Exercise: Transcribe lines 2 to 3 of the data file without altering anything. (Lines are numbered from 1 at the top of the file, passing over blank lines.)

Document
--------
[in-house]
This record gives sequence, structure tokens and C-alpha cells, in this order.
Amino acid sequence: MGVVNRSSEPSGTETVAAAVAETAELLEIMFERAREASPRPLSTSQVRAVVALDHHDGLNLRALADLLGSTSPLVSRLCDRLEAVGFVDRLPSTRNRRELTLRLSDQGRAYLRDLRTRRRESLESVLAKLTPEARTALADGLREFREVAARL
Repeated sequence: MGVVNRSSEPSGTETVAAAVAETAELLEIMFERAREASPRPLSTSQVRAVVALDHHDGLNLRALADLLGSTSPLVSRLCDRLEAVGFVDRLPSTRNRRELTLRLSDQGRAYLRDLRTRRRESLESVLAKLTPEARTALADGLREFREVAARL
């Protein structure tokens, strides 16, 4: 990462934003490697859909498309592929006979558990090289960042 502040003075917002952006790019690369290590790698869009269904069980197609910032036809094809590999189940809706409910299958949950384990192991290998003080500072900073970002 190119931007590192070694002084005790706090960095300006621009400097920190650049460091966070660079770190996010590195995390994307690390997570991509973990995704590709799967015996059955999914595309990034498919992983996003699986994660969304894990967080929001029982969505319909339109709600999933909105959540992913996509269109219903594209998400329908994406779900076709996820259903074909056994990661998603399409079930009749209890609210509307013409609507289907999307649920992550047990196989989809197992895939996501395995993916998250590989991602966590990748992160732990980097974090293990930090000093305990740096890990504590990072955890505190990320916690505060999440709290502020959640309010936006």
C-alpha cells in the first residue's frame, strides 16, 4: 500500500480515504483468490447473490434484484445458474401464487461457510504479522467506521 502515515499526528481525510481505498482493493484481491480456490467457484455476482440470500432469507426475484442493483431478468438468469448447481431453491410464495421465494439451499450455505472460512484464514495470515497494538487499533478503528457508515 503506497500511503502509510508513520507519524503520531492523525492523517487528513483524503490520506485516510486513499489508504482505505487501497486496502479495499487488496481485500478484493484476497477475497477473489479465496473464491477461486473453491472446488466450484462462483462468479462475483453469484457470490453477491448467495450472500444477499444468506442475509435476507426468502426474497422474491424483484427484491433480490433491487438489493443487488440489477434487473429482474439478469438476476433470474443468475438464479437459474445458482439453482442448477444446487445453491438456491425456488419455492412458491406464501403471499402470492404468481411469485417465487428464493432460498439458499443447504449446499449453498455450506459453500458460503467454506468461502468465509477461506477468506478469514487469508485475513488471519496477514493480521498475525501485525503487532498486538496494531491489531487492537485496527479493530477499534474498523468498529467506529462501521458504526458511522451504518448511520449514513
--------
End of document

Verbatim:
This record gives sequence, structure tokens and C-alpha cells, in this order.
Amino acid sequence: MGVVNRSSEPSGTETVAAAVAETAELLEIMFERAREASPRPLSTSQVRAVVALDHHDGLNLRALADLLGSTSPLVSRLCDRLEAVGFVDRLPSTRNRRELTLRLSDQGRAYLRDLRTRRRESLESVLAKLTPEARTALADGLREFREVAARL